Never once have I thought to myself, “You know what I would like? Another Zelda II: The Adventure of Link.” While I can see the merit and potential with that particular NES title, my child-self shutters in fear. Having no clue where to go or what to do, I was left wandering around aimlessly for hours trying to find my way. Kids at my school were no help either since Zelda II was much less popular than the first game. All of this is to say that Revenge of the Bird King takes the core concept of Zelda II: The Adventure of Link and iterates upon it for a modern audience. After playing this game multiple times over, I thought to myself, “You know what I would like? Another Revenge of the Bird King.”
This stylized throwback to NES era platform shooting kicks into high gear almost immediately. Your tutorial is 2 levels long, and though you do find more items and abilities to support your journey, you have almost everything you need to be successful right away. It plays tight. It looks authentic. Most notably of all, the soundtrack absolutely SLAPS. These tunes kept me going for hours longer than I would normally give these retro-titles in one sitting. It’s crazy what some well-placed modern nuances will do to a late-80s-early-90s concept. Revenge of the Bird King takes the “if it ain’t broke, don’t fix it” mentality to a greater degree with its own version: “if it is broke, don’t throw it out.”
The story doesn’t really matter. In fact, I found that the pace only suffered by what felt like a halfhearted attempt at a story. You are a bird named P. Eagle, and you are looking for your dad. Some crazy monsters captured him, or something? Honestly, there was a lot of reading. Noticeably, there was something disorganized about the boss enemies that was really off-putting. With names like Sala-Man-Der and Night Mare, they seemed more like puns than actual well realized villains. This is where you can feel the utter lack of Nintendo’s presence in the design of the game. It’s designed like a poor imitation rather than something unique. Think of cartoons made by DreamWorks as opposed to cartoons made by Disney. One has that inarguable basic charm, while the other isn’t necessarily bad, though you can tell something is off.
If you were to compare Revenge of the Bird King to a game like Shovel Knight, which would be apropos seeing as how they are both NES-era platforming throwbacks, you could see how it carves out its own style by simply using a uniformity of characters’ designs. It’s all medieval fantasy genre-style character sprites for Shovel Knight. In Revenge of the Bird King, it’s animals and guns. But even with existence of artillery in the game, you seem to be the only one packing any heat, so this world isn’t necessarily congruent with this idea. Also, the world map pulls from the exact same look of Zelda II: The Adventure of Link, which doesn’t necessarily make sense with the established theme of animal gunplay. I am almost positive that when they cast a bald eagle as your protagonist, they were trying to say something about America, but it’s hard to tell what. It seems hack to be sending a pro-gun or anti-gun message in Revenge of the Bird King, as pro-gun doesn’t seem right, and anti-gun would have you wielding anything but a gun.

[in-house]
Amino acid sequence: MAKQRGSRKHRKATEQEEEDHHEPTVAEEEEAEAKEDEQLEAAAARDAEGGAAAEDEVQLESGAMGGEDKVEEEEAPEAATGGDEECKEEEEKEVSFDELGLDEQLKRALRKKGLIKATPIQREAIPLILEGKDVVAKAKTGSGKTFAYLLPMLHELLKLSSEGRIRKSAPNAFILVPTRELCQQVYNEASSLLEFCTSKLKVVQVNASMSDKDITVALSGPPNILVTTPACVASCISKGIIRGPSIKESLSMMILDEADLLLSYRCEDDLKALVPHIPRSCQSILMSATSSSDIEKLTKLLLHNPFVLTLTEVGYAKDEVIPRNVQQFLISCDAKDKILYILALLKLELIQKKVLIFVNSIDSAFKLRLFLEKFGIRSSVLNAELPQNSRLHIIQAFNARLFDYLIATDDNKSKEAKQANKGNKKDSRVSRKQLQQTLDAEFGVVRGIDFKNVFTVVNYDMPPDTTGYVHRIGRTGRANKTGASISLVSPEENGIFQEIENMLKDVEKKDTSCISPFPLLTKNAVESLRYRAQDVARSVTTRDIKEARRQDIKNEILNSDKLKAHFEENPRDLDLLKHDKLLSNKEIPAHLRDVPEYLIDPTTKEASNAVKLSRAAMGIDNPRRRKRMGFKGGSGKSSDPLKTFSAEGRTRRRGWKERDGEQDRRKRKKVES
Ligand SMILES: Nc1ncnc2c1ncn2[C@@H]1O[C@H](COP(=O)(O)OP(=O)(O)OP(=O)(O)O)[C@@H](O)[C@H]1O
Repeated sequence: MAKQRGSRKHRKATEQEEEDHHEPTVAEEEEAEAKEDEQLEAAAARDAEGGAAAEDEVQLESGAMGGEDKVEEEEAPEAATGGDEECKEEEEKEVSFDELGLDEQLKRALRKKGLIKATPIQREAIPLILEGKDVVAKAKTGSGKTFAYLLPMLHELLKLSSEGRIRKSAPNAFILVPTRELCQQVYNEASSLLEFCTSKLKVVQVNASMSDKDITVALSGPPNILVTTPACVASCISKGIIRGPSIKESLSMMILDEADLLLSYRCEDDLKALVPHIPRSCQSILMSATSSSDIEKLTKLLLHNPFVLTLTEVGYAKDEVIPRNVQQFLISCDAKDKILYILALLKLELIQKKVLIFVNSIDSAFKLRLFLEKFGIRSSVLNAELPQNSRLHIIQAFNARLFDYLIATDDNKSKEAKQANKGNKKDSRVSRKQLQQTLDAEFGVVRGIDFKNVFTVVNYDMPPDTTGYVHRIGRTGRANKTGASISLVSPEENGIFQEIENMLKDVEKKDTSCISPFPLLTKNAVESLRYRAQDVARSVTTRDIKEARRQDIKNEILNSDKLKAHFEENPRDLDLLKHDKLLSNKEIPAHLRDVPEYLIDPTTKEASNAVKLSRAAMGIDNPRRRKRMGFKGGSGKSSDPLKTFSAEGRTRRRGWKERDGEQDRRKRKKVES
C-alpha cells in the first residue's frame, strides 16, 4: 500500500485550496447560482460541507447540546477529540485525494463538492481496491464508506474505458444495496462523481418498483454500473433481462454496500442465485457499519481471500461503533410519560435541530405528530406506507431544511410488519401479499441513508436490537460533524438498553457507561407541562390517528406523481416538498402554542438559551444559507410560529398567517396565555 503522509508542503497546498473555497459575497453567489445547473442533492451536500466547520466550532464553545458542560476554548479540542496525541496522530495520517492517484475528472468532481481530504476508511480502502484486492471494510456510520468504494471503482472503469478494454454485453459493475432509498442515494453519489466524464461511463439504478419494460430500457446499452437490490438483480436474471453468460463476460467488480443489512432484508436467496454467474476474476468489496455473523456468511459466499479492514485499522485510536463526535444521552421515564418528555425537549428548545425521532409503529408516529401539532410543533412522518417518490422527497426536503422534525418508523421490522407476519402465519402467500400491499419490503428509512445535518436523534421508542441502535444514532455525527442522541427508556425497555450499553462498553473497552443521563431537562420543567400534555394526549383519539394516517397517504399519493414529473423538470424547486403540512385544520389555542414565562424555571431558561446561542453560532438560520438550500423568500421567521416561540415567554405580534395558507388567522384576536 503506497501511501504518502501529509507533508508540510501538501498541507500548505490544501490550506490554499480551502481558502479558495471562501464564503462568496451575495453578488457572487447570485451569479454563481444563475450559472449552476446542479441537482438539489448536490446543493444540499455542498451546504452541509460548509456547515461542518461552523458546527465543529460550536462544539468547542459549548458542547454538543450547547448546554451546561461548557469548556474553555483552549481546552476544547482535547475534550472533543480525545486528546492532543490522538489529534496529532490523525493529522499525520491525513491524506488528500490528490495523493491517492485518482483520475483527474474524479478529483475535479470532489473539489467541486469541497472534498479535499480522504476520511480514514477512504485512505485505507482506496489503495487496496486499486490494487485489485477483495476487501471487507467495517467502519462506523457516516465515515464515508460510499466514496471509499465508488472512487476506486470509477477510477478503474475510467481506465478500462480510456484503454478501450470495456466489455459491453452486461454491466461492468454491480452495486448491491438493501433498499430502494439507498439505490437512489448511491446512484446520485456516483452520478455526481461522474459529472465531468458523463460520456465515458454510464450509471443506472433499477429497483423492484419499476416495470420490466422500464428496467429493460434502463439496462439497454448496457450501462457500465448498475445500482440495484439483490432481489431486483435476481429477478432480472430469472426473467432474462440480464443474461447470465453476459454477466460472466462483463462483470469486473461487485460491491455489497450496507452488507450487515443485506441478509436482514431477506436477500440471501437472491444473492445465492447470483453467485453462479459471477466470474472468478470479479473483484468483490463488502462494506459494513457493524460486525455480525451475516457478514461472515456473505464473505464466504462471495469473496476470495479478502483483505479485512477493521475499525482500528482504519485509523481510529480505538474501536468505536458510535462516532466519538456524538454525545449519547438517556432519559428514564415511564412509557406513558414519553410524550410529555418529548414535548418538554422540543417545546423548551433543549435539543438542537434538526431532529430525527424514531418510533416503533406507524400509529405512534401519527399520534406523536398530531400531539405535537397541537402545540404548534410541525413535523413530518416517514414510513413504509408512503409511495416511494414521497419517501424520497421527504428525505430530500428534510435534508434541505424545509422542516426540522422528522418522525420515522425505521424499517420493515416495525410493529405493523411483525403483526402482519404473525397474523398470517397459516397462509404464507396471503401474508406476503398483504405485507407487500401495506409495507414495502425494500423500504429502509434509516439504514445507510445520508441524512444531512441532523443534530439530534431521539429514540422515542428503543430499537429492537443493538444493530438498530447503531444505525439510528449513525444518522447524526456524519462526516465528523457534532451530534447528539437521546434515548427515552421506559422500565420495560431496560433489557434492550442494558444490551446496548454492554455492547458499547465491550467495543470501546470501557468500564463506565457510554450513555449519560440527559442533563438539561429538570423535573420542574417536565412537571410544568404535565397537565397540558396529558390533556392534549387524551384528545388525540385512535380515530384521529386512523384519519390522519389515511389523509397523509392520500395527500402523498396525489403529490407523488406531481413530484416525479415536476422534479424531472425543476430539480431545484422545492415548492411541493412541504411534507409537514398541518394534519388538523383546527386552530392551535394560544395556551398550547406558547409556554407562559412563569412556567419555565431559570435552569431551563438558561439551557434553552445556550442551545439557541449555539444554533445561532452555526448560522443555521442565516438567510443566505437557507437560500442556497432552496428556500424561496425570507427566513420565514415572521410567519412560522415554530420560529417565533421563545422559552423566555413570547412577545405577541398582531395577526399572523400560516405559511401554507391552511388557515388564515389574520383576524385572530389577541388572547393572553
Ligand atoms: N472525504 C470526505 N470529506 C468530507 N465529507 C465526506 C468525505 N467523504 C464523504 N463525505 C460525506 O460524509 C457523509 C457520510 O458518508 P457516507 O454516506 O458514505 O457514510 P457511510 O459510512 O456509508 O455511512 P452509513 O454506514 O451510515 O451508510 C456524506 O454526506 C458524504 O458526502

The gameplay is where Revenge of the Bird King truly shines. There’s nothing like a solid 2D platformer to make you feel powerful. Landing hard jumps using your arsenal of weaponry is something akin to Portal when you can pull it off right. The power-ups you receive throughout the game are both offensive and defensive. Both kinds (like the shield) will open up new areas to let you progress further until you uncover the mystery behind all of this rowdy nonsense. If you’re anything like me, then you are a sucker for a well-placed surprise, and this game has tons of those. At some point, you are able to assemble your own vehicle that opens a new kind of on-rails level. They didn’t need to add this, but they did. It’s in this moment of pure extracurricular gameplay development that the developer, Mighty Rabbit Studios, showed us how much they care. It goes a long way, in my book.
Overall, the game is about 10-12 hours depending on how much extra stuff you try to access. Getting stuck in this game is part of the fun, but I never felt like I was completely out of ideas. That trend of NES-style confusion is hopefully long dead. Revenge of the Bird King gives you just enough clues but not too many to keep you at a balanced pace throughout the game.
Developer: Mighty Rabbit Studios
Publisher: Limited Run Games
Platform: Nintendo Switch (also PS Vita)
Release Date: 27th December 2018